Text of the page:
Are you asking: Why isn't my portfolio keeping up with the market?

As the S&P 500 index and the Dow Jones Industrial Average (DJIA) reached record highs through the third quarter of this year, many investors are asking: “Why isn’t my portfolio keeping up with the stock market?” This is a good question, and one that requires an informed perspective and proper context to adequately address. After all, it’s natural for investors to feel frustrated when their portfolios do not keep pace with the market, particularly when the market is on a hot streak.

A good place to start is by evaluating whether we should be comparing our portfolio to the S&P 500 or the Dow as the benchmark or baseline. The S&P 500 represents 500 of the largest publicly-traded corporations in the U.S. The Dow Jones Industrial Average - often referred to as simply “the Dow” - represents 30 large American publicly-traded companies. While both have seen record highs through the end of September 2018, these indexes are only an appropriate measure of comparison if your portfolio consists solely of large U.S. company stocks. In other words, if your portfolio also contains bonds, international stocks, or commodities, then the composition of your portfolio is not suitable to compare with the S&P 500 or the Dow.

What can help explain why my portfolio isn’t keeping up?

The answer comes down to one word: Diversification. Diversification is a technique that mixes a variety of investments within a portfolio to help ensure investors don’t put all their eggs into one basket. Because different investments rise and fall at different times, diversification helps smooth the overall investment experience for the investor.

A well-diversified portfolio will include stocks of all sizes, such as large and small cap, as well as international companies, both in developed markets like Europe and emerging markets like China and India. In addition to stocks, a diversified portfolio would also include a variety of bonds, including government, corporate and international bonds. There may also be allocations to commodities, such as cash and real estate. The S&P 500 and the Dow track only one of these categories and is therefore not representative of all the ingredients in a diversified portfolio. Of course, diversification does not ensure a profit or protect against loss.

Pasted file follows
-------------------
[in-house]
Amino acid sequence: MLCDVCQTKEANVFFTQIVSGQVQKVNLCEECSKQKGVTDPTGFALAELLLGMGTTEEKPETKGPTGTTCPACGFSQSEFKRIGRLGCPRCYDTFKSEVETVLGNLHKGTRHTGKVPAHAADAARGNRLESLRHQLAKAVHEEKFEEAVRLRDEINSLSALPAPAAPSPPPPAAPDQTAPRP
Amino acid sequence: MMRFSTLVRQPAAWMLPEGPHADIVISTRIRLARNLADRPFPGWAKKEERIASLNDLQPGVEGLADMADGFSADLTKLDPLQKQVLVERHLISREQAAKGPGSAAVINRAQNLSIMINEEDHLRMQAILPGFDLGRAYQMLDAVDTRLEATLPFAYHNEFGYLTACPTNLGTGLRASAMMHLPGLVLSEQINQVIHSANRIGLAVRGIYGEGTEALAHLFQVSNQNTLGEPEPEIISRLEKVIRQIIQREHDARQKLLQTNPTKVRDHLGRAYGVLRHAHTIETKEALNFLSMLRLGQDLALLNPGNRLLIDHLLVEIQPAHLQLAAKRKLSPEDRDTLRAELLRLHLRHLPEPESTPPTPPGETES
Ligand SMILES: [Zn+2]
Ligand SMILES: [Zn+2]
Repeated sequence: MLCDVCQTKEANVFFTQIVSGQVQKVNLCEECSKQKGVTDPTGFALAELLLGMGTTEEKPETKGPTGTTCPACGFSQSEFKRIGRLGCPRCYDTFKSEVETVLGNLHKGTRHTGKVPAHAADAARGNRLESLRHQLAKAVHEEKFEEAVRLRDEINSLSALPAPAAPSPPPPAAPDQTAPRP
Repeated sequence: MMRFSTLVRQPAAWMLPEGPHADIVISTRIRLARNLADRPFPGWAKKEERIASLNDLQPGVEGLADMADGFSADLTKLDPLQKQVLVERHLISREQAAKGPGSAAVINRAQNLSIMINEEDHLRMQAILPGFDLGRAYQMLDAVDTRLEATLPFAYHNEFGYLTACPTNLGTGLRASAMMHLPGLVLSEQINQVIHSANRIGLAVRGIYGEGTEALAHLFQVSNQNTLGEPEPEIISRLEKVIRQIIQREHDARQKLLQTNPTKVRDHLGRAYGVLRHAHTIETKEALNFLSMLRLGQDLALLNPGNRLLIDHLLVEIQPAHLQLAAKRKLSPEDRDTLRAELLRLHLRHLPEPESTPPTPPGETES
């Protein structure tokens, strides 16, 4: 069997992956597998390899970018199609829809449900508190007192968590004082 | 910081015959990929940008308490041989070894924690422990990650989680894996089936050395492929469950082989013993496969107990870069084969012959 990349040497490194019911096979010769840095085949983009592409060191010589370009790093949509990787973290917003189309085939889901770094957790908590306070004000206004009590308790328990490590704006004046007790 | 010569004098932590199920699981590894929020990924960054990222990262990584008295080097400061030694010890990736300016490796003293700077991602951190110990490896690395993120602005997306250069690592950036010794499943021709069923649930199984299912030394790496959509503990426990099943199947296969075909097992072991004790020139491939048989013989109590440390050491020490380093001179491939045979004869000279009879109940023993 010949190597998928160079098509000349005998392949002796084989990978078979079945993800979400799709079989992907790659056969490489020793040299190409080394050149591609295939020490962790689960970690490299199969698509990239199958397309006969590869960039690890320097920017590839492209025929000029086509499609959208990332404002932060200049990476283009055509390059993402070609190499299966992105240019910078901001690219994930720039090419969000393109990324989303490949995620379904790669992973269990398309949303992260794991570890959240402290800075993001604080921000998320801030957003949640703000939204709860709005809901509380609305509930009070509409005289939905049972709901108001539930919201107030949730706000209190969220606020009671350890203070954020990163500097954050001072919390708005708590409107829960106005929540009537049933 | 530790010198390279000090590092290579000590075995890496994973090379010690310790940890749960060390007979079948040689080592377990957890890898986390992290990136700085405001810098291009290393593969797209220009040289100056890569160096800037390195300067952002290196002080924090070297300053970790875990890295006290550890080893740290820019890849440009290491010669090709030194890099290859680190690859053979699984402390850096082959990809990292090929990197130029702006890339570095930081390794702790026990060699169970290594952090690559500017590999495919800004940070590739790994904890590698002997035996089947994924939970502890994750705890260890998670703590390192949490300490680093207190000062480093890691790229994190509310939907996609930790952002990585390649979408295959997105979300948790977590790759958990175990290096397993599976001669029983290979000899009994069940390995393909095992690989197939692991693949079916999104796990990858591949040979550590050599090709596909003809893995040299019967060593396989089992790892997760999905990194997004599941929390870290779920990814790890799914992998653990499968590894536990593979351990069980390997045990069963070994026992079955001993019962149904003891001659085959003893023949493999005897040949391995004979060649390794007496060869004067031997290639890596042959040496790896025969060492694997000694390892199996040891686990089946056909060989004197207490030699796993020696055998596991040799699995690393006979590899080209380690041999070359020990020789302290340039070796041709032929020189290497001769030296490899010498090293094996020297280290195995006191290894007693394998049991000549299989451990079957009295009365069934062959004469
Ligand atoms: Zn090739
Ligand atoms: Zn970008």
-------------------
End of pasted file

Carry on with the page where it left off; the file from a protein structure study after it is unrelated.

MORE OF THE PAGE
What if I want to get decent returns and limit the downside?

Many pre-retirees and retirees have moved portions of their portfolios into fixed indexed annuities as a means of diversification and to limit risk. Fixed indexed annuities which are commonly referred to as FIAs, are fixed annuities with a feature that links a portion of the annuity to the performance of an external index.

One of the most common indexes used is the S&P 500. There are many other indexes based on the Russell, the Nasdaq, the Bloomberg U.S. Balanced Index and many others. For example, had you been invested in a FIA from September 30, 2017 to September 30, 2018 that was linked to one of those index options, you may have locked in a return as high as 8% or so, net of fees. During the same period if you were in the market invested in an index mutual fund of S&P 500 companies, you would have had a return of approximately 15%. However, that 15% return was not locked in.

Fixed indexed annuities come in various shapes and sizes and should not be confused with variable annuities. While variable annuities can be a reasonable choice for some, be aware that the costs associated with variable annuities can generally range between 3%-5%. Index annuity fees range from 0% to as high as 2.5%, though most fall in the range of 1.5%. Be sure you work with a fiduciary who can help explain these somewhat complicated, but compelling investment choices.